It’s often said that responding to a text or a tweet with a certain single letter — “k” — means you’re angry, or mad, or annoyed.
But while a “k” amongst millennials in the United States can spark a miscommunication between lovers or friends, it can actually put you in prison in Turkey.
Just ask Önder Aytaç, a Turkish columnist for opposition newspaper Taraf.
The Huffington Post reports Aytaç “was sentenced to 10 months in prison Monday for ‘insulting public officials’ after a tweet he wrote about Prime Minister Recep Tayyip Erdogan contained a typo.”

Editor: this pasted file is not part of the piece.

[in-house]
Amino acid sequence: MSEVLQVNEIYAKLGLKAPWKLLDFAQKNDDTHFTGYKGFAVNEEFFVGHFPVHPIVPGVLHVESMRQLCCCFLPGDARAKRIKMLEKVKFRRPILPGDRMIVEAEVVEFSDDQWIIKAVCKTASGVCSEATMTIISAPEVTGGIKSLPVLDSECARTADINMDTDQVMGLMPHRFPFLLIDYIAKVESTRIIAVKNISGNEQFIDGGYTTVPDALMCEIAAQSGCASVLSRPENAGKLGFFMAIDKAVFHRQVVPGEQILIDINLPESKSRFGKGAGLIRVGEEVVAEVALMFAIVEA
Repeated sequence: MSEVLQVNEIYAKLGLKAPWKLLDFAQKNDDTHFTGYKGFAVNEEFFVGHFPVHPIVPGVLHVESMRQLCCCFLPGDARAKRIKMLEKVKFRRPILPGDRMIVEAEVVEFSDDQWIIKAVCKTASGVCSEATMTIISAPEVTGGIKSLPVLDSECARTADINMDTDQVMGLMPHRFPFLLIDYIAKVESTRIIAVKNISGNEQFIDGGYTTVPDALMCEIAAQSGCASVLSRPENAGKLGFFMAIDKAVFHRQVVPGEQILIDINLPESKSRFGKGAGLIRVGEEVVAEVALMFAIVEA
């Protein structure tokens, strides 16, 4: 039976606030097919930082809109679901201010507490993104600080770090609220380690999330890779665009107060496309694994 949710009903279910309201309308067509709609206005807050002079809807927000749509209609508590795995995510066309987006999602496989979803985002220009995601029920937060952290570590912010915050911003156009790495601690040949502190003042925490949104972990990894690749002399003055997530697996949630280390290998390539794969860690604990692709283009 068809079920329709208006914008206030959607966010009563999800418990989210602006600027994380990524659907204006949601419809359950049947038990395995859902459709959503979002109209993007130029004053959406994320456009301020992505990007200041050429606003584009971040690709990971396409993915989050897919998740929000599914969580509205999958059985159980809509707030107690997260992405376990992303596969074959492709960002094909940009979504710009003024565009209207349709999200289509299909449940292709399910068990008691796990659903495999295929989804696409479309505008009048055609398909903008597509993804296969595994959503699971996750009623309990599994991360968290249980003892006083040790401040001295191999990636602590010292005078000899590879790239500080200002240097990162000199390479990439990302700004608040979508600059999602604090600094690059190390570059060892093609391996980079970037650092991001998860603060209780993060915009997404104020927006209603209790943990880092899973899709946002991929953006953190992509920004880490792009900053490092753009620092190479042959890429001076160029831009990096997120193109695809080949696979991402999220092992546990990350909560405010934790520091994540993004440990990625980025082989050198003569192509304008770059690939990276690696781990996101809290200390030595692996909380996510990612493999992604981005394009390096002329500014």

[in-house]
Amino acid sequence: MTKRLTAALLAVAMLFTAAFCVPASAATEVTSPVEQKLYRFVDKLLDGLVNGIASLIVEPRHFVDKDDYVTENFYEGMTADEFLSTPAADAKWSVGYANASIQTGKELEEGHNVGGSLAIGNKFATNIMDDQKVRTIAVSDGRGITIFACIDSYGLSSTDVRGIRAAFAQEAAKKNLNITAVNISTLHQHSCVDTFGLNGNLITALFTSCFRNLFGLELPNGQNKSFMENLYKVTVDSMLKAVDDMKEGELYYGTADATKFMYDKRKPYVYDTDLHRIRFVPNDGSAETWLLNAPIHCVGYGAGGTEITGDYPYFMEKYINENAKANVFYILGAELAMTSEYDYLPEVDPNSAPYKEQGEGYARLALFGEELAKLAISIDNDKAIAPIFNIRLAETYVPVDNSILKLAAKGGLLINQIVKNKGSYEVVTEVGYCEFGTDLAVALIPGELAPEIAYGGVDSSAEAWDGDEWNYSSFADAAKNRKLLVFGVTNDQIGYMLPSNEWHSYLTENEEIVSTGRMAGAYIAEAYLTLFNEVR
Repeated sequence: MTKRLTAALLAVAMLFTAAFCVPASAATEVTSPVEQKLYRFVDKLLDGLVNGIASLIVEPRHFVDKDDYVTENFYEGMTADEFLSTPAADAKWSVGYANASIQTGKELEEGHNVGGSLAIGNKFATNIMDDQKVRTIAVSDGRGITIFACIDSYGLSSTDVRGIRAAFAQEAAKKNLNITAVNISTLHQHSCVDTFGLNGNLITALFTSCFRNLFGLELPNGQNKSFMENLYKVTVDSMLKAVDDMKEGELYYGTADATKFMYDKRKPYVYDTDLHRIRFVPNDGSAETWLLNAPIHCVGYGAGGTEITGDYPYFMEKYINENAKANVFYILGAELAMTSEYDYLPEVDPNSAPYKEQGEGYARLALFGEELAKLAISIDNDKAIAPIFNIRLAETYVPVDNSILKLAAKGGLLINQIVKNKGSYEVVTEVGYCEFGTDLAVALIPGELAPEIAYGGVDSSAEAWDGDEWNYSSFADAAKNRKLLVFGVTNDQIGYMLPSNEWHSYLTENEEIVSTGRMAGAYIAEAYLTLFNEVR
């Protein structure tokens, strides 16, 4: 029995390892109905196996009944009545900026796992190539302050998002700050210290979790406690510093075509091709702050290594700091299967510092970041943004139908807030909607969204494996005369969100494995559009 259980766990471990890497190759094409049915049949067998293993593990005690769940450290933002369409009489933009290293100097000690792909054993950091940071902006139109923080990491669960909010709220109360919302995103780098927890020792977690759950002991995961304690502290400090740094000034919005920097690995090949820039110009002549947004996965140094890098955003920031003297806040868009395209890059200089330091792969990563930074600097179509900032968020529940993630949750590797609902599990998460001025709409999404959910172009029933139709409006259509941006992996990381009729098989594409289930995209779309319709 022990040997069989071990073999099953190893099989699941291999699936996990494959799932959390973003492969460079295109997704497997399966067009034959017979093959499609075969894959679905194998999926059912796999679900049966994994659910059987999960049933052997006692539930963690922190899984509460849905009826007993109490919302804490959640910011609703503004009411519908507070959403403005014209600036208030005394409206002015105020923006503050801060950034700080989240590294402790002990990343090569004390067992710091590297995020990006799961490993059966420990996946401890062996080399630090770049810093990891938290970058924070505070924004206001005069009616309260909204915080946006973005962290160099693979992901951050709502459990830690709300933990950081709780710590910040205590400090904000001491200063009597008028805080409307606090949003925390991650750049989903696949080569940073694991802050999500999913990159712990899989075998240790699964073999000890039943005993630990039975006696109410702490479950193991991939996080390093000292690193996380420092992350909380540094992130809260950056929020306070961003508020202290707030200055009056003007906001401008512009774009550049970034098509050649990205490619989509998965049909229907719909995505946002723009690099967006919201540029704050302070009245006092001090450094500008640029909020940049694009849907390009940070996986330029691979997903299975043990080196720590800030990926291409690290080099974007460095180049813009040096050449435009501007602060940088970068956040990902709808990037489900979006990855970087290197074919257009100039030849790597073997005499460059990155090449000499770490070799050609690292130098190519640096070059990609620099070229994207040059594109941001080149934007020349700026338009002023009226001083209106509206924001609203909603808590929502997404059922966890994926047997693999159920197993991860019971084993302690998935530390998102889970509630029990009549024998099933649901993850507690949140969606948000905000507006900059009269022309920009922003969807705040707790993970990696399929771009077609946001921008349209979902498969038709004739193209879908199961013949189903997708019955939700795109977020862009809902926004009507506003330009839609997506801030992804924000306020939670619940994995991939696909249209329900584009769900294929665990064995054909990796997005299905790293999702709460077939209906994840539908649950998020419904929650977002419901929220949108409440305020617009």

Here’s the tweet from September 2012, responding to the news that Erdogan was planning to shut down private schools:
In Turkish, the word “ustam” means “my chief” or “my master,” but the letter “K” tacked onto the end of that word changes the meaning significantly.
Now that portion of the message reads “screw off.”
It’s hardly libelous language, but Turkey has strict defamation laws that prohibit insulting public officials.
Tweeting “screw off,” even though Aytaç claims it was a typo, puts the journalist on the naughty list.
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